By Jesse Marx
By Chris Parker
By Jake Rossen
By Jesse Marx
By Michelle LeBow
By Alleen Brown
By Maggie LaMaack
By CP Staff
Watching NYPD Blue play out the string these days feels like standing on the beach as an antiquated ocean liner is towed out to sea and sunk: There's a certain grandeur to its slow demise, and a measure of nostalgia, but also an inarguable recognition that the days of wine and roses (or here, beer and a pack of smokes) have passed. Even Dennis Franz's annual Emmy--he won in '96, '97, and '99 and was nominated in '98--can't camouflage the decay. The network gods have taken note, first holding off the show's premiere for months; then bouncing Blue from its accustomed Tuesday time slot, subsequently returning it when Steven Bochco threw a very public hissy fit in protest; and finally promoting the show's revival with winking ads that all but admitted it had been left for dead but was still somehow tottering on. With any justice, it will die an honorable death, saving us the vision of yet more characters (Nicholas Turturro the latest to hope to beat the curse of Caruso) passing on or "falling ill" as they head for greener, or at least less windblown, pastures.
As it is, Blue offers an excellent case study in variations on a theme. What else can a program do after it's memorized every verse in the cop-drama catechism? Let us not forget how dangerously edgy Blue once seemed (was it too hot for TV?): It treated us to the first use of "asshole" on prime time, offered us peeks at a wide array of buttocks, and opened its run with Andy Sipowicz (Franz) grabbing his crotch as a means of wooing Sylvia Costas (Sharon Lawrence), who would later make an honest man, more or less, out of him. And what mattered on Blue wasn't just what we saw, but how we saw it. For years its tough-love ensemble offered up an unapologetic white man's take on urban life, with cops as the keepers of a constantly readjusted and shaky--but still imperative--moral order. Blue offered racial profiling of white as well as black characters, admitting that entrenched racism plagued large segments of the population (and less often, recognizing how thoroughly bias poisoned the power structure) but never feeling entirely guilty: an entirely appropriate symbol for a city and nation deeply riven by the tangled interplay between cultural tolerance, law and order, and middle-class fantasies of safe urbanity.
Those concerns remain at the heart of Blue even if, seven years into the series now, they are being much less consciously addressed than they might be. Unlike its artier and more integrated competitor Homicide, Blue remains timid about letting women and people of color speak their minds, much less occupy the center of the narrative. A new character introduced this season to challenge Andy's racism has yet to register much of an impact, and the complexities offered by the obviously tormented and proud Lieutenant Fancy (James McDaniel) have been grossly underserved. (Like Eriq La Salle's on ER, McDaniel's carefully composed face, dignified but ever alert for the whisper of imminent exclusion, is a case study in middle-income black oppression, what journalist Ellis Cose called "the rage of a privileged class.") As a result, given the show's white-dominated vision, African-American actors still spend most of their time here on the sidelines rather than taking center stage.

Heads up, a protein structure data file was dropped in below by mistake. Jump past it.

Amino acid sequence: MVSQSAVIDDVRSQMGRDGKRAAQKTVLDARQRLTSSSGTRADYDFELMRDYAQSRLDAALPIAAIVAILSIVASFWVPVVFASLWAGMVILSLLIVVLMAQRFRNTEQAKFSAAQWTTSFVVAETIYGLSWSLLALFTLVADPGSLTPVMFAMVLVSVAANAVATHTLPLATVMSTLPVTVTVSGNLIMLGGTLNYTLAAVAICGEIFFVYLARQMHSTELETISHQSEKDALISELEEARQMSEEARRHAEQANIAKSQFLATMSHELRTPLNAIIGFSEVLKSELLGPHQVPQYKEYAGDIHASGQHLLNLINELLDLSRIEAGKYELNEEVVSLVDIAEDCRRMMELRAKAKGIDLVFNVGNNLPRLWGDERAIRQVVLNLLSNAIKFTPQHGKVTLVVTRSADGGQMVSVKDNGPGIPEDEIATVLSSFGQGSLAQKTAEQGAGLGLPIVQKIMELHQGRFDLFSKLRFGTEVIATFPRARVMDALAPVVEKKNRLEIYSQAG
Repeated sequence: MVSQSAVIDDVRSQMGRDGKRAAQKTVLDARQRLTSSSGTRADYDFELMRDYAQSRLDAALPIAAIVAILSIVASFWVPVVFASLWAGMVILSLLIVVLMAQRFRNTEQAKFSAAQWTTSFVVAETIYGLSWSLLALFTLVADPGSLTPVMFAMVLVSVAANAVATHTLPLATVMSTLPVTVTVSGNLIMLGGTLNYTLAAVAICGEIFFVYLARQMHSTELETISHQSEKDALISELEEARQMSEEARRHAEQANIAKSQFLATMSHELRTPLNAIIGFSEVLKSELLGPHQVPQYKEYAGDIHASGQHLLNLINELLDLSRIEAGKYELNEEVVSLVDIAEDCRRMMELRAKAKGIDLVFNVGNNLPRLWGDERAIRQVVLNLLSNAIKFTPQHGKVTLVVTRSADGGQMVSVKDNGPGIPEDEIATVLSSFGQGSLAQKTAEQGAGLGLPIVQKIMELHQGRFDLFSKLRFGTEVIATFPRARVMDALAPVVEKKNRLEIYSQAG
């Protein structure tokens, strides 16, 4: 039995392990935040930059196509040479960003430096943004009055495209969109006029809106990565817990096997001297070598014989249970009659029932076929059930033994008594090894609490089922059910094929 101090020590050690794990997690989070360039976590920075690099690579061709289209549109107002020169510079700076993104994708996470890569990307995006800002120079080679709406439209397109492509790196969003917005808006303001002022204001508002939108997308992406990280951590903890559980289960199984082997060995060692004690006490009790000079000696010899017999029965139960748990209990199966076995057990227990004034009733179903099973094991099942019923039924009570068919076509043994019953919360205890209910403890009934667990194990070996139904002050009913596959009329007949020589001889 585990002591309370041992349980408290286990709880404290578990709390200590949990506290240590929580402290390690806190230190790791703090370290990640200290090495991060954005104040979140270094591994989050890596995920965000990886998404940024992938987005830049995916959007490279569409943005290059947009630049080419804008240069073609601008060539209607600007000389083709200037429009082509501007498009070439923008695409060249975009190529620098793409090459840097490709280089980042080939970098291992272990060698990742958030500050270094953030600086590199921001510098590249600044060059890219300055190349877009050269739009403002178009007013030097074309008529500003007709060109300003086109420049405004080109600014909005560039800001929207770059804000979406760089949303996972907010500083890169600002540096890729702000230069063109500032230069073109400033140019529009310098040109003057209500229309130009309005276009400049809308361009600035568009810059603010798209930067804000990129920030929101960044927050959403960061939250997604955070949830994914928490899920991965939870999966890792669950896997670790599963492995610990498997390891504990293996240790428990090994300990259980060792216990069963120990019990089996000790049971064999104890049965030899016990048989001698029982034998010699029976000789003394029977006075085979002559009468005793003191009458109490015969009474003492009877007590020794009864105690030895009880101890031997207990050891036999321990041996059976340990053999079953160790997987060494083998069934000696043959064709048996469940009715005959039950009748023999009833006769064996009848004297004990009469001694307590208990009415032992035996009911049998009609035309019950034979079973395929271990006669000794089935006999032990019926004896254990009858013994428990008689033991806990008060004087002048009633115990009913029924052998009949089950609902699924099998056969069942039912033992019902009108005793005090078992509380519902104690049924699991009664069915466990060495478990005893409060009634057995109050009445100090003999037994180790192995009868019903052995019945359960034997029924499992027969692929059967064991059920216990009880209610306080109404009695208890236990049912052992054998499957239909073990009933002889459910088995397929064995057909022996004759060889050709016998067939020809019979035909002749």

Sometimes that stubbornness has paid off. One-time kiddie laughingstock Rick-not-Ricky Schroeder, offered the highly unenviable opportunity to occupy Jimmy Smits's brogans, has been better than anyone could hope, a curmudgeon-in-the-making whose junior-tough-guy posturing makes you wonder how wonderful a goal wanting to Be Like Andy really is. Bill Brochtrup, as gay receptionist John Irvin, presses the tolerance button whether his fellow characters accept him or not. Jill Kirkendall (Andrea Thompson), whose husky voice connotes all manner of pain overcome, is finally being given a chance to break open the boys' chokehold on plotlines. There's a deep and pleasurable familiarity to these characters; they feel lived-in, worked on, publicly inhabited, in a way that only entrenched mass-media figures ever truly are.
Yet much of the time Blue now feels frustratingly insular, a series of infinite repetitions of familiar schemas. Shootings, robberies, street crime: the mechanics of urban decay, to be sure, but perhaps more minute a realism than we need. (From time to time, after all, even the most hardened cop-show viewer wants to feel special--a major conspiracy, a crazed sniper.) This show found perhaps its greatest moment by leaving its everyday orbit for a drawn-out JonBenet episode (Dad did it); the memorable final tableau, police and family frozen in attitudes of grief and guilt, achieved an almost Sophoclean resolution. But in the main its compass has been almost perversely narrow, content to approximate the cop's daily grind in hyperrealist detail.
And now a mournful aroma hangs over the whole effort, the impending desolation of an airport lounge. After all these deaths and departures (on the longer-lived 90210, almost all the main characters get packed off "to the East Coast," which at least creates fewer ghosts), what remains is less squad room than support group: Diane Russell (Kim Delaney) is probably still in her first stage of grief, whereas Andy is busy enduring denial, mourning, and acceptance all at once. Over the last six years, he's lost his first partner, his son, his second partner, and his wife. Always the most compelling character on Blue, his battles with the bottle, with corruption and loyalty, with the hate speech that sometimes erupts from his mouth, have been the linchpin of the program's racial, moral, and ethical struggles; we could probably see him as America, writ small, were we given the chance.